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Two economic applications

We are ready to show that the relevance quotient, via the probabilistic evolution described by (29) and the consequent equilibrium distribution (30), can be used in economics. We take two situations into account. The first involves a town with shops and shoppers; the second a stock market trading in a single asset. Other applications of the relevance quotient have been proposed by Masanao Aoki (1996; 2002) in order to model aggregate behavior in economics. What we are doing enables a better understanding of the meaning of the relevance quotient and of invariance.

Customers and shops: Ewens's limit

Consider a system such a town with N inhabitants and d shops. All the inhabitant buy in some shop in the town, so the number of customers is N too. This system is closed: no new inhabitants come into the town and as a consequence the total number of customers is fixed. The strategy of a customer is to buy from one of the d shops. Customers may change strategy, that is, they may decide to cease buying from one shop and to start buying from another one. The state of the system, N = (Nv...,Nj,...,Nd),%f=1Nj=N, specifies the number of customers of the different shops. Hence, P(N;|N) is the probability the number of customers of shop i decreases by 1 while P(Nj|N) is the probability that, the number of customers of shop i having decreased by 1, the number of customers of shop j increases by 1.

As we have seen, the destruction probability is ruled by (27). In this respect it is worth stressing that the probability of decreasing by 1 the number of customers of a shop, being equal to the fraction of customers of the shop, depends only upon the number of customers of the shop, irrespective of the particular shop taken into account. In turn, this holds if and only if all customers have the same probability of being chosen for a destruction irrespective of the shop of which they are customers. In other words, all customers are on a par with respect to destructions or (which is the same) the destruction of a customer in a shop always happens at random regardless of the shop in which the destruction takes place.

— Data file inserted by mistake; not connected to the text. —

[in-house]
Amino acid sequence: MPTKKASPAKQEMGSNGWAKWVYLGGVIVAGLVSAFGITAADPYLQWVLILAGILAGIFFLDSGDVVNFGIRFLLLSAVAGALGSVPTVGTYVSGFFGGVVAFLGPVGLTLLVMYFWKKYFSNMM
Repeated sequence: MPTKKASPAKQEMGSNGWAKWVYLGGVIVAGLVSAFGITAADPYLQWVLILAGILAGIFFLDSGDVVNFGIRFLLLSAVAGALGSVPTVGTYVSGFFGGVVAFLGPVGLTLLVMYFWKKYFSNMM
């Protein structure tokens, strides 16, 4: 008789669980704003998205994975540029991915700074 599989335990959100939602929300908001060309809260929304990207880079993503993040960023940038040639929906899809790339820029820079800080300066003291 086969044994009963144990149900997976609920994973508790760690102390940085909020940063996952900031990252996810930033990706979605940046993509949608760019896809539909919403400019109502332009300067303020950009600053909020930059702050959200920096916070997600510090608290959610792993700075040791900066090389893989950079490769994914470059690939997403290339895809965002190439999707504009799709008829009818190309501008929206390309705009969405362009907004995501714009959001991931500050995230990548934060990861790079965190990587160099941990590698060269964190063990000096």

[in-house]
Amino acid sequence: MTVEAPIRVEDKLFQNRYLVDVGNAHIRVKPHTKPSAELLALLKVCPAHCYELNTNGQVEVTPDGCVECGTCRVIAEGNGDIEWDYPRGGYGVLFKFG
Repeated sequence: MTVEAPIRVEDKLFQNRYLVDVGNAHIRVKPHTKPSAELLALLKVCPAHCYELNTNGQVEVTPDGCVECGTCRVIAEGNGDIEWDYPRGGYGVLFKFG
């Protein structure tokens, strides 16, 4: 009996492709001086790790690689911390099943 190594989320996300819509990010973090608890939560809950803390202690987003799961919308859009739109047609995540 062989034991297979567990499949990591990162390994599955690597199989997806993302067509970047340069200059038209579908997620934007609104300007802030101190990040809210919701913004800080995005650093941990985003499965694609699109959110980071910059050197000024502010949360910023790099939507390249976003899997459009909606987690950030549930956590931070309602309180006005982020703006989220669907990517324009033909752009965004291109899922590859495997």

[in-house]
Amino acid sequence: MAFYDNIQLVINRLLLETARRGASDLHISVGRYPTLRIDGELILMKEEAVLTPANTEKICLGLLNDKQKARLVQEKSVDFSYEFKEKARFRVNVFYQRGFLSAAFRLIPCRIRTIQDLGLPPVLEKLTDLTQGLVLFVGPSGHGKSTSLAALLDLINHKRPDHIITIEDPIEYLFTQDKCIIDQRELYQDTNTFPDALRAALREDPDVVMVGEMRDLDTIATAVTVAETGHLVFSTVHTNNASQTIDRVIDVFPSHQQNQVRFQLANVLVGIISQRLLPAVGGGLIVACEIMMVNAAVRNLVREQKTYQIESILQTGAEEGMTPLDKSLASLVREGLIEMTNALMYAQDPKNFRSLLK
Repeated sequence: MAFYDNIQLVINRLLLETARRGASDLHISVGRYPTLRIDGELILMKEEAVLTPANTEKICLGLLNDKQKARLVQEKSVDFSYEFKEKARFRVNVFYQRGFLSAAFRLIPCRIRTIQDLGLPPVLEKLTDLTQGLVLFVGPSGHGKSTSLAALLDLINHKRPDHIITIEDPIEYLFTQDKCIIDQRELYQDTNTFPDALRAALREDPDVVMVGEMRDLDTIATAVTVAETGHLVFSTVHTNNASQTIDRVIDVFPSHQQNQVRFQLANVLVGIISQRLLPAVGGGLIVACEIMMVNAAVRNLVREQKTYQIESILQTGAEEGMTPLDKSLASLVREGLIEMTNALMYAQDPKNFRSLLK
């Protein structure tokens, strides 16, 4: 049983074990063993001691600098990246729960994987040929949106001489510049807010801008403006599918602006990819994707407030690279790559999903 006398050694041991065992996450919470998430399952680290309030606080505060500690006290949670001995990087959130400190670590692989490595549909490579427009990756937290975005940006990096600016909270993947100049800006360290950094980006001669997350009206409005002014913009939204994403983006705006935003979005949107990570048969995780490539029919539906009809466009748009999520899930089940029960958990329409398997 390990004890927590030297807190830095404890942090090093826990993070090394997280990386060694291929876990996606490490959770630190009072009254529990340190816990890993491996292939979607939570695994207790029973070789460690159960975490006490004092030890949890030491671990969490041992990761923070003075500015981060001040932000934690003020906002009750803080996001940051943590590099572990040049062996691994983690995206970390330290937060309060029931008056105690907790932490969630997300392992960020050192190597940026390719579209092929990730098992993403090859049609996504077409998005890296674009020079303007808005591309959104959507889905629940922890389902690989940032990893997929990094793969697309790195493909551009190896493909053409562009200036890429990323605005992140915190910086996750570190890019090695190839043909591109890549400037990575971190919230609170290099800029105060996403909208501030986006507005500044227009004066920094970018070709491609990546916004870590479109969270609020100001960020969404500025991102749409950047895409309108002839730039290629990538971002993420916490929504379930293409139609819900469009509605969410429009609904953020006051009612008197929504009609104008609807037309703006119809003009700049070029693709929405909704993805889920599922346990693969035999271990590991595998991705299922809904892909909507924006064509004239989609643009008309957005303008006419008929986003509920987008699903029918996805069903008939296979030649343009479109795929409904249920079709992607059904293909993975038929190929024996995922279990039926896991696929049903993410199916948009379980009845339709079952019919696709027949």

If exchangeability holds, then the probability that an inhabitant becomes a new customer of a shop does not depend upon the identity of the customers of the various shops but only on the numbers of its customers. The condition of invariance reduces this dependence on the number of customers of the shop and on the total number of inhabitants of the town. The destruction probability is the probability with which a customer ceases to be customer of a shop. Conversely, the creation probability is the probability with which an inhabitant becomes one of the customers of a shop. Considering this interpretation, one may express doubts about the conditions ruling both probabilities (27) and (15). In fact, one can pose questions like these: Do customers always leave shops at random? Does coming to a shop always depend upon the number of its customers? Does the creation probability not depend upon other factors—for example, which people are customers of the shop? With this interpretation, exchangeability and invariance become empirically testable.

In what we have done the distinctive feature of the system, which is that the number of customers and that of shops are given at the beginning, in particular it is supposed that the number of shops is finite, as is the number of customers. However, it may happen that a shop loses all its costumers or, as we shall say, it becomes void. We wish to analyze what happens in the case in which void shops cannot be reopened, and are possibly replaced by new shops. More exactly, we shall consider the case in which the probability that an empty shop will be reopened is equal to zero, and the probability that a new shop opens is positive. This is a way of saying that all shops that have lost all their customer are replaced by some new shops, the actual number of shops being a random variable.

To implement this scenario, besides the conditions we have already considered we suppose that: the number of shops is d, large but finite; all initial probabilities are equal, that is, p==1/d; X is positive and finite. Now we consider the limit d^», that is, Ewens's limit. In a formal way this amounts to supposing that the probabilistic behaviors of customers are ruled by exchangeability and invariance, that all initial probabilities